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Leadership Thought #346 – Are You Listening?

May 2, 2012

Free Serious ethnic female consultant listening to black male client problems while sitting at round table together in light psychology center Stock Photo

Most people I know are not good at listening. They are more focused on what they think and what they have to say about something rather than listening to what is being said. I have a colleague who states that, as a leader, you need to “listen until it hurts” and I completely agree with him.  The level of satisfaction any of us have after a given conversation is related to how well we feel we were heard by the other person.

The number one complaint I get when I interview employees is the general sense that there is a lack of effective communication.  When you drill down on the issue it is not so much that vital information isn’t being communicated but that the dialogue is a one-way street from the top down. For people to feel fully vested in something, they need to feel that their voice has been considered in the deliberative process.  They need to feel like their opinion matters.

The best leaders learn how to master the art of effective listening.  They fight their impulse to always dominate the conversation.   Instead of seeing themselves as the “go to person” on all significant decisions, they learn to ask good questions, listen to the answers, and facilitate constructive dialogue among the affected parties.  They make people feel like their opinion has value.  They leverage the expertise and talents of others to make sure the best possible decisions are being made by weighing all the important variables and other relevant considerations.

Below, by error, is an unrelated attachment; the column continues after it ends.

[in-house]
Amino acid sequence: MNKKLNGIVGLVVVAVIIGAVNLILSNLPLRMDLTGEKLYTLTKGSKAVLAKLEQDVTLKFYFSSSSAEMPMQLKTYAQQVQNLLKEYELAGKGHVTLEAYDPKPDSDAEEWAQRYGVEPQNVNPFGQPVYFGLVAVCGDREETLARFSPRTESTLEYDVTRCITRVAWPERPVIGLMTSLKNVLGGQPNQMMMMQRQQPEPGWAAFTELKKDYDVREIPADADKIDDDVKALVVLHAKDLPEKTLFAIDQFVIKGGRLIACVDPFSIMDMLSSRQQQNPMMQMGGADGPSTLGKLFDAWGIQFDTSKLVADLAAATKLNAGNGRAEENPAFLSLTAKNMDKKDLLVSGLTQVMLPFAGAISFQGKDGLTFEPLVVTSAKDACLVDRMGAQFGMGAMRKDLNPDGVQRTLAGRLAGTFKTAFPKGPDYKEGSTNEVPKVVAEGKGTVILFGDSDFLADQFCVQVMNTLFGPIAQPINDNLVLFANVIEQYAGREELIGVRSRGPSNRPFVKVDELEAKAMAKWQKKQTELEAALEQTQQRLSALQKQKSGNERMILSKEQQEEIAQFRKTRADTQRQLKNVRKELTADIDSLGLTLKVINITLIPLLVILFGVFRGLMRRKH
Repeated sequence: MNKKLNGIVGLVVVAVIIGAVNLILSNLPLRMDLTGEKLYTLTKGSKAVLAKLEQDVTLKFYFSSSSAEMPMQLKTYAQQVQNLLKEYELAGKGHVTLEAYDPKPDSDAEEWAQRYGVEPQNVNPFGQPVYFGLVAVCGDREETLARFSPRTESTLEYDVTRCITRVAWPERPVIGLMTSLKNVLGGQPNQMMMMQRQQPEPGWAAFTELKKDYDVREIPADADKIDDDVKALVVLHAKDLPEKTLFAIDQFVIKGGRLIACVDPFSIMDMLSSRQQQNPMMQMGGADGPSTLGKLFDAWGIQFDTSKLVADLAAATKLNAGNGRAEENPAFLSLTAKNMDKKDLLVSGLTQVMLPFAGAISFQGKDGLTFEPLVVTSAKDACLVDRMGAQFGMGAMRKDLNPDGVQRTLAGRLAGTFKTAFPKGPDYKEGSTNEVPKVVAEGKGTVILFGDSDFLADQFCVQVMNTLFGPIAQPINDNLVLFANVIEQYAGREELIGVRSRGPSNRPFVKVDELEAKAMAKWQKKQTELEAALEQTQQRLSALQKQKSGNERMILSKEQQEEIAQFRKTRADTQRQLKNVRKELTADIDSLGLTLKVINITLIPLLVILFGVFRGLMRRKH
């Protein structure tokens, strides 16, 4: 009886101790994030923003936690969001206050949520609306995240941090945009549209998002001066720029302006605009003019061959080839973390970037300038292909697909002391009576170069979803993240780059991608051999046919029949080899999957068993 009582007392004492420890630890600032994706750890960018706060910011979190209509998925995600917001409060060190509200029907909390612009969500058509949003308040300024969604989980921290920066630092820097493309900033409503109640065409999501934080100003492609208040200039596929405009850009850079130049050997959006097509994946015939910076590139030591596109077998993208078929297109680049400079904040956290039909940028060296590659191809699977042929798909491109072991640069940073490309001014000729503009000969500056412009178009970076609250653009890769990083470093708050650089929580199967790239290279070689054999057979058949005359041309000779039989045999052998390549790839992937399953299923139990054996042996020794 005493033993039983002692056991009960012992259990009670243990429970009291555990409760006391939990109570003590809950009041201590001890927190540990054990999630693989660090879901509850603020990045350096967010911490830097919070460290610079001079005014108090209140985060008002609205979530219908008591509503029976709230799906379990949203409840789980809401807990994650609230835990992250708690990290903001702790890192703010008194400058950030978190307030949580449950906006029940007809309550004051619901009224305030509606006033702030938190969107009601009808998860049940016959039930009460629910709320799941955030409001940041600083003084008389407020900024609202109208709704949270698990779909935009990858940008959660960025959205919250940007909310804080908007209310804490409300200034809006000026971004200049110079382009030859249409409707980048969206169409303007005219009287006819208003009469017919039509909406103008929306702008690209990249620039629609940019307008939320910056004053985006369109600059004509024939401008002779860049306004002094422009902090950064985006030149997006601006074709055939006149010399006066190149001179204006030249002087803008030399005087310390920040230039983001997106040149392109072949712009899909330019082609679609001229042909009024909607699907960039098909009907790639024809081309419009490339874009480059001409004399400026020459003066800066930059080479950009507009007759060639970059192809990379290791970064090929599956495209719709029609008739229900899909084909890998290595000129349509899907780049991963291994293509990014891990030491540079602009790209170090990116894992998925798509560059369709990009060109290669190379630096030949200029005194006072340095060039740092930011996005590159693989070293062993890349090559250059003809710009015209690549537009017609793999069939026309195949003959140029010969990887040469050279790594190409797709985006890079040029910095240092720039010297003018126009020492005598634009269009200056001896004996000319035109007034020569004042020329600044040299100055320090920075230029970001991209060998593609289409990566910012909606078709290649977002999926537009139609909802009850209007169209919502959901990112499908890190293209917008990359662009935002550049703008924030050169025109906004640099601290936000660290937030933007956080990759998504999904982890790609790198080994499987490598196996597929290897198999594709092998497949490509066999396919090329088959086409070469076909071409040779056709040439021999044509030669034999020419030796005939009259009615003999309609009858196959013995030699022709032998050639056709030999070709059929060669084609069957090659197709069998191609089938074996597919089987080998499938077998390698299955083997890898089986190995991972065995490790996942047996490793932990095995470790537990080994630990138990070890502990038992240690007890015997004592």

Never limit your organization’s capability to only what you know or feel about an issue.  Always strive to broaden your feedback loop and tap into the collective and unique talents of your employees and your clients.  I have met some very smart people who have only ever gotten so far in their careers because of their inability to listen and learn from others.  Life rewards people who listen well and build consensus.